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Tobruk: Tank Battles in North Africa 1942» Forums » Reviews

Subject: More of a review of Tobruk rss

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Chris Salander
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The counters in Tobruk are very simple, just an overhead view of a vehicle, a counter number, and the unit's movement factor. All of the detail of Tobruk happens on charts. The vehicles are specifically those that fought in the battle of Gazala. Each player has a set of tables for each of his tank types and the enemy gun types. Players alternate firing one vehicle or unit at a time.

a. Roll to see if you hit your target. This is a function of gun type and distance. Smaller guns can fire two or three times in one turn.

b. If you hit your target, roll two d6 to find out what part of the tank you hit. (6 places and the magic "turret ring"). The only hope many small guns have of doing damage to well-armored tanks is to hit them in the turret ring or knock off a track.

c. Check the armor of your tank in that location versus the gun shooting at you. Depending on the distance, you may get an immediate kill, the death of a crewman, take out a track, or nothing.

The first scenario is all tanks. How will the Germans deal with the Grant and its 75mm gun? The second scenario introduces infantry. The game comes with a big pad of infantry unit rosters. You mark off casualties one man at a time! Unit capabilities decline as men die.

The third scenario introduces crew served weapons and Bren carriers. Gun crews are also listed on the rosters. The fourth - indirect artillery fire. It goes on from there - mortars, transports, artillery observers, fieldworks, Stuka attacks. Then, after you have learned how to use all of these weapons, you are given information on how to go back and play the earlier scenarios using ALL of the rules. Each scenario is taken from an event at Gazala.

If you really lust for tactical detail, there are even more rules that you can bring in - turret facing, vehicle reliability, vehicle towing, incidental AFV damage, hitting a movement target.

And, besides choosing between AP and HE ammo (just the Axis and the Grants and Stuarts), the Germans get a few rounds of advanced APCR shells, which the German players all use up immediately.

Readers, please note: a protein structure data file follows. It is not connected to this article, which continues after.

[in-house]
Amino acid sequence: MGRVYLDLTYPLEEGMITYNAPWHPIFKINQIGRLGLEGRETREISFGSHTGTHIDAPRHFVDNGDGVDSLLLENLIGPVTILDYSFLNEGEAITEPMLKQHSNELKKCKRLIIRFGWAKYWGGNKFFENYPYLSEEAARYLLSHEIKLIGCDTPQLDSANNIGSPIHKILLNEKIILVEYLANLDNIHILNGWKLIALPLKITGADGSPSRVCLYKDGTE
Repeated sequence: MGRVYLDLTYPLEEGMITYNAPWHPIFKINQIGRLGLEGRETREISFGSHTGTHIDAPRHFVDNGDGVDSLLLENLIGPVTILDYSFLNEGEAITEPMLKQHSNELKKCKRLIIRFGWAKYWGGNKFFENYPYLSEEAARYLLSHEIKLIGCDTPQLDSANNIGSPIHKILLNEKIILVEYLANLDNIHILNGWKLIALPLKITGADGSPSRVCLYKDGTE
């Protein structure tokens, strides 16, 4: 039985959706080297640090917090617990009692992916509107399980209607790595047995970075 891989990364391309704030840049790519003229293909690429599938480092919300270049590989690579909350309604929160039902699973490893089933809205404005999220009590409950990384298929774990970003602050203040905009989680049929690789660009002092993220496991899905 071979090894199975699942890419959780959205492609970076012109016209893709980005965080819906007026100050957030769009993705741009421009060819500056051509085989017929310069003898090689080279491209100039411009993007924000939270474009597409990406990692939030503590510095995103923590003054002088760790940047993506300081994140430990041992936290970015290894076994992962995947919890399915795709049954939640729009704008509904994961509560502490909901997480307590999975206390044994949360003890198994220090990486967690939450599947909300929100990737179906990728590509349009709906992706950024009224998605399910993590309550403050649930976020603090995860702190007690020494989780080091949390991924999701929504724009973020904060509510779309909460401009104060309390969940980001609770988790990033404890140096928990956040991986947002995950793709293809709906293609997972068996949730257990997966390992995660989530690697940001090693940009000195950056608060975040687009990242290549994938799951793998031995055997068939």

With all of this potential overhead, impatient or busy or married players will give up after the first few scenarios. All of the scenarios limit the size of the formations involved to make the game manageable. This is a game for patient players who like North Africa and love detail.

The one big flaw in the game is the board. It is absolutely, completely blank. No even one bush or hill. True, much of the battlefield was like this, but your first reaction is WTF? Fortunately, there are counters you can add to the map: gun pits, hedgehogs, AT trenches, minefields and bunkers. Someone is also selling after-market counters for this game that include terrain features such as sand dunes. We could use a few palm trees too.

The game plays very much like a miniature battle. You get to try out Italian infantry and tanks. The trick to this game is finding a second North African detail fanatic. The game can be played solitaire, but that takes most of the interest out of the game. I have given up the game since I joined Tobruk-anon. Let me know if you need a sponsor.

Oh, so you think they still left some things out? Well, they have optional rules for surrendering, and smoke, and variable minimum gun crews, and close assaults, and ammunition limits, and, and, and . . .

Well, at least they don't have a rule for Italian water consumption!

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Davido
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I grew up on "the Rat Patrol" and Tobruk was my first wargame. I also did a lot of microarmor, so the miniatures approach worked for me. The cool thing was you had to 'fire for acquire' and then once you hit, 'fire for effect'. And yeah, rolling all those dice was cool

Hal Hock (designer) used to work for the army and the details and realism were spot on, as the charts accounted for not only armor thickness, but angle/deflection, etc.
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Kevin Collins
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Tobruk was also my first wargame. I was 10 or 11 when I bought it and I chose it becasue I liked the box (especially the back). $12 back then was a pretty big investment. I had no idea how many people absolutely hated this game until much later. What I find interesting though is that nobody ever mentions how simple the game is to get into. Other than rolling a lot of dice the game/charts do the work for you. I was a kid and even I could figure it out. I found Panzerblitz much harder to understand at about the same time.
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Allen Dickerson
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@terrain: no wadis? No escarpments? There WAS terrain in North Africa, just not a LOT of it.
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John Stafford
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Plenty of undulation in North Africa. It only takes about 10 feet of elevation change to hide a tank, except from that wandering Storch....
 
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